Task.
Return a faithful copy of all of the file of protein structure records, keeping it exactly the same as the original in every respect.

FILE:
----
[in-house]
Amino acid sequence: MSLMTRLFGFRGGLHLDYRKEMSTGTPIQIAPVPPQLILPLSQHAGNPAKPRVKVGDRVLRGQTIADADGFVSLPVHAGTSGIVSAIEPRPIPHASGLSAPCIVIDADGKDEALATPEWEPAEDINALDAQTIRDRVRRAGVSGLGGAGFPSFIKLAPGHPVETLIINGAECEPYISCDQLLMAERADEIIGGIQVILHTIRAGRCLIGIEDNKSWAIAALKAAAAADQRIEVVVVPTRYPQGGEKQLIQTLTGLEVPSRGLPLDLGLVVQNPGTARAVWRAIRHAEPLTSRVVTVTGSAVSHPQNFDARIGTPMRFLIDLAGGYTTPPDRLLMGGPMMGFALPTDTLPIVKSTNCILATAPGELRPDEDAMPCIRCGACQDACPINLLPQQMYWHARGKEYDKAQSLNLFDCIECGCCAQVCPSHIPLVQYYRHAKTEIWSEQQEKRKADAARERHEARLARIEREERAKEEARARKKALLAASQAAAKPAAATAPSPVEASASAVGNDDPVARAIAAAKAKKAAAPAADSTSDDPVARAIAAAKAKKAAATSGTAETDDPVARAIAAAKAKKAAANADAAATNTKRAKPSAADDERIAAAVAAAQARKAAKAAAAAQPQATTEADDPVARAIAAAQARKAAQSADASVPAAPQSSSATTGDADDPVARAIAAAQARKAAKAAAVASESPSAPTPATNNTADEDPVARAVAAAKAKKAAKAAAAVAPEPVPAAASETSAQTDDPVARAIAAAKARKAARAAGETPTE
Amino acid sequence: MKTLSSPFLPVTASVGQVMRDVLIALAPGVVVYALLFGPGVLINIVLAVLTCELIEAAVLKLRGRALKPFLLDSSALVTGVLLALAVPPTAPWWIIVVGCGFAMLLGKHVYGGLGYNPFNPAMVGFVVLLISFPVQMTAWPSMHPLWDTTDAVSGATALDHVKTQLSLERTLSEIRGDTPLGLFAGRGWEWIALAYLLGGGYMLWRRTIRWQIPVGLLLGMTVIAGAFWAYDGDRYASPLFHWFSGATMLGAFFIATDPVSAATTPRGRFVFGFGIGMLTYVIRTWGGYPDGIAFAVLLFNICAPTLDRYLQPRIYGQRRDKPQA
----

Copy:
[in-house]
Amino acid sequence: MSLMTRLFGFRGGLHLDYRKEMSTGTPIQIAPVPPQLILPLSQHAGNPAKPRVKVGDRVLRGQTIADADGFVSLPVHAGTSGIVSAIEPRPIPHASGLSAPCIVIDADGKDEALATPEWEPAEDINALDAQTIRDRVRRAGVSGLGGAGFPSFIKLAPGHPVETLIINGAECEPYISCDQLLMAERADEIIGGIQVILHTIRAGRCLIGIEDNKSWAIAALKAAAAADQRIEVVVVPTRYPQGGEKQLIQTLTGLEVPSRGLPLDLGLVVQNPGTARAVWRAIRHAEPLTSRVVTVTGSAVSHPQNFDARIGTPMRFLIDLAGGYTTPPDRLLMGGPMMGFALPTDTLPIVKSTNCILATAPGELRPDEDAMPCIRCGACQDACPINLLPQQMYWHARGKEYDKAQSLNLFDCIECGCCAQVCPSHIPLVQYYRHAKTEIWSEQQEKRKADAARERHEARLARIEREERAKEEARARKKALLAASQAAAKPAAATAPSPVEASASAVGNDDPVARAIAAAKAKKAAAPAADSTSDDPVARAIAAAKAKKAAATSGTAETDDPVARAIAAAKAKKAAANADAAATNTKRAKPSAADDERIAAAVAAAQARKAAKAAAAAQPQATTEADDPVARAIAAAQARKAAQSADASVPAAPQSSSATTGDADDPVARAIAAAQARKAAKAAAVASESPSAPTPATNNTADEDPVARAVAAAKAKKAAKAAAAVAPEPVPAAASETSAQTDDPVARAIAAAKARKAARAAGETPTE
Amino acid sequence: MKTLSSPFLPVTASVGQVMRDVLIALAPGVVVYALLFGPGVLINIVLAVLTCELIEAAVLKLRGRALKPFLLDSSALVTGVLLALAVPPTAPWWIIVVGCGFAMLLGKHVYGGLGYNPFNPAMVGFVVLLISFPVQMTAWPSMHPLWDTTDAVSGATALDHVKTQLSLERTLSEIRGDTPLGLFAGRGWEWIALAYLLGGGYMLWRRTIRWQIPVGLLLGMTVIAGAFWAYDGDRYASPLFHWFSGATMLGAFFIATDPVSAATTPRGRFVFGFGIGMLTYVIRTWGGYPDGIAFAVLLFNICAPTLDRYLQPRIYGQRRDKPQA